1,000 Years Ago, Patients Survived Brain Surgery, But They Had To Live With Huge Holes in Their Heads | Smart News | Smithsonian
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A 900 year-old skull from Peru, whose former owner underwent brain surgery. (Photo: Danielle Kurin)

1,000 Years Ago, Patients Survived Brain Surgery, But They Had To Live With Huge Holes in Their Heads

The practice finally came to an end when the Spanish arrived in the 16th century and decided to make it illegal

smithsonian.com

Brain surgery is by no means a modern invention. Centuries ago, ancient healers and doctors practiced trepanation, or brain surgery that skipped the pain meds and scalpels (which did not exist yet) and instead relied on hand-operated drills and other tools to scrape away at the skull and tinker with its contents.

"When you get a knock on the head that causes your brain to swell dangerously, or you have some kind of neurological, spiritual or psychosomatic illness, drilling a hole in the head becomes a reasonable thing to do," lead author Danielle Kurin said in a statement.

The latest evidence for this practice emerged in the Peruvian Andes, where Kurin and her colleagues uncovered 1,000-year old skulls with striking signs of trepanation. Altogether, the team unearthed 32 skulls that exhibited evidence of 45 separate procedures (all of the skulls belonged to men - it was forbidden to perform the surgery on women and children, Kurin says). The practice first began to emerge in the region around 200-600 AD. Over the years, the researchers could see that the Peruvian doctors had evolved their procedures, sometimes using a drill, other times using a cutting or scraping tool. Doctors also sometimes practiced their technique on the dead, they say, much as medical students do today.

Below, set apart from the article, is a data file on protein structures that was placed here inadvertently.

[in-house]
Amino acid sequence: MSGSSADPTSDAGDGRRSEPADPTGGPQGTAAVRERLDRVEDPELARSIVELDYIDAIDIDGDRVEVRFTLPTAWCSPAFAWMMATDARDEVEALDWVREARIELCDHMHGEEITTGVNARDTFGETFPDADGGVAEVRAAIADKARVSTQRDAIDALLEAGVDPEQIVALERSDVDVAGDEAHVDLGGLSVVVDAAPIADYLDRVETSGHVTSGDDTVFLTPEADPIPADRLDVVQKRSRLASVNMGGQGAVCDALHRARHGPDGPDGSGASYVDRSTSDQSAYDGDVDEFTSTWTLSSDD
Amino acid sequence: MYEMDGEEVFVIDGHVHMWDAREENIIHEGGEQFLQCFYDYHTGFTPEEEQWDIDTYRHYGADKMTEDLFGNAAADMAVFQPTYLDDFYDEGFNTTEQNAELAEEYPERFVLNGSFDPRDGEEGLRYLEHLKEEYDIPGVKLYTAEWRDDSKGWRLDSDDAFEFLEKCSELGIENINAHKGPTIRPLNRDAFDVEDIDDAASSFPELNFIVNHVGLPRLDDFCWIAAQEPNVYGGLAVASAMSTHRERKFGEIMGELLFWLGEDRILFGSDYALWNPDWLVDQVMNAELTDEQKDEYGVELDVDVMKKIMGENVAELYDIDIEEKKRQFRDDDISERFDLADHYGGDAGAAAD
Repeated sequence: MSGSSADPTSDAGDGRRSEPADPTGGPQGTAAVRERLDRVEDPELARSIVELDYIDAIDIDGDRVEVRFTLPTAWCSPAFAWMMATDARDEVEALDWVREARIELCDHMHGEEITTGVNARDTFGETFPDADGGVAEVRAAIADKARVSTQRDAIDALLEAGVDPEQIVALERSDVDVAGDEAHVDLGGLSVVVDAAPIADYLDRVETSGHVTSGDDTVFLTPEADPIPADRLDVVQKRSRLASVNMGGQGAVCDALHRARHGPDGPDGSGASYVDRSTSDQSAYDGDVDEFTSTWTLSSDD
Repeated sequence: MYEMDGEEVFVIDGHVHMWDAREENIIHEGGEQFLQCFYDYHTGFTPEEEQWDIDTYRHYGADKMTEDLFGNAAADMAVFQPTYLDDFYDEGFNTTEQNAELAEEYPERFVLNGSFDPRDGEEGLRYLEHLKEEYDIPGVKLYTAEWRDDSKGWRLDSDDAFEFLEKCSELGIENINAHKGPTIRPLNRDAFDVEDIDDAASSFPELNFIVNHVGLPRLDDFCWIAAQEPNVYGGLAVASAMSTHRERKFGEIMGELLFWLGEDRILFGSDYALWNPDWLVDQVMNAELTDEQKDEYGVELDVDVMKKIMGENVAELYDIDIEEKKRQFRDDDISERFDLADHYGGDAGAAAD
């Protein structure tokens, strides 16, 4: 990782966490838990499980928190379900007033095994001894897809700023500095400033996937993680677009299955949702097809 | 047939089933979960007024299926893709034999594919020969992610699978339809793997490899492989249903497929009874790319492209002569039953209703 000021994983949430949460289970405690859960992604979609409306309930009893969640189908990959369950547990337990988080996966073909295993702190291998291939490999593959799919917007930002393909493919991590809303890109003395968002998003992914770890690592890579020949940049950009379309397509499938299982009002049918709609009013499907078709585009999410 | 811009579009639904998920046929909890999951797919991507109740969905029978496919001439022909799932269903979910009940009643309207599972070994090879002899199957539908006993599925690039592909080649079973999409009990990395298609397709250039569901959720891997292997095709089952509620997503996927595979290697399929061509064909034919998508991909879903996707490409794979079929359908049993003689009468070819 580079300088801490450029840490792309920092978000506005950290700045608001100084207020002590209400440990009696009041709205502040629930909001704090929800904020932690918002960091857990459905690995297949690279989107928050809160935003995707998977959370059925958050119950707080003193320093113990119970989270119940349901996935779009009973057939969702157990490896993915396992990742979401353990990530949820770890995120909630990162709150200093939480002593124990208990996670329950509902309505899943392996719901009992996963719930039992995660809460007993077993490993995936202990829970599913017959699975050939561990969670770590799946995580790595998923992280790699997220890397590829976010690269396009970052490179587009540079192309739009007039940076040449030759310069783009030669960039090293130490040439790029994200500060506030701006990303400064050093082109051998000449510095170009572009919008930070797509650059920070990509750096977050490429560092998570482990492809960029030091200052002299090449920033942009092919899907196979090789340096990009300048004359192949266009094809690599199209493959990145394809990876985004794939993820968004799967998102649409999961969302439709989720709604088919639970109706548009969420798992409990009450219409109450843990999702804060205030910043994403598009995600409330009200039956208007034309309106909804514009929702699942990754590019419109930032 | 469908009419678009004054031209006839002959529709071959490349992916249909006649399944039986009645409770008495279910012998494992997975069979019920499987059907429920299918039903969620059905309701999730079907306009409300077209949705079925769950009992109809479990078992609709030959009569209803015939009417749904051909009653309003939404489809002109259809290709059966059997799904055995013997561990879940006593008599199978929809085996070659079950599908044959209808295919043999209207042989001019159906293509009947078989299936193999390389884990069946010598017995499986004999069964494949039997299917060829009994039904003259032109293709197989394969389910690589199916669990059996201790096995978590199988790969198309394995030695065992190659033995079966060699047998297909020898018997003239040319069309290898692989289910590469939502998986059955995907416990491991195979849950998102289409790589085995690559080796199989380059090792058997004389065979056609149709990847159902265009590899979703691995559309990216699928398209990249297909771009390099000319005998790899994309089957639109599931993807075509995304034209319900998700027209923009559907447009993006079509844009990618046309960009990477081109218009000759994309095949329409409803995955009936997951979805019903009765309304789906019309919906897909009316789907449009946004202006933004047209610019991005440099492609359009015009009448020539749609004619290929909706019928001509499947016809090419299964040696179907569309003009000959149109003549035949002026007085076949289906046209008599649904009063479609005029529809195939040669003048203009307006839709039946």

The practice continued for several hundred years because it was sometimes successful. Researchers can tell whether or not a patient survived based on bone patterns. If the hole had a pie crust-like pattern of divots, that means the skull had begun to grow back following the procedure. Bone, however, grows very slowly; some patients likely lived out the rest of their days with a large hole in their head, Kurin says.

The practice finally came to an end when the Spanish arrived in the 16th century and decided to make it illegal, she says. It would take another several centuries before the foundations for modern neurosurgery were laid.

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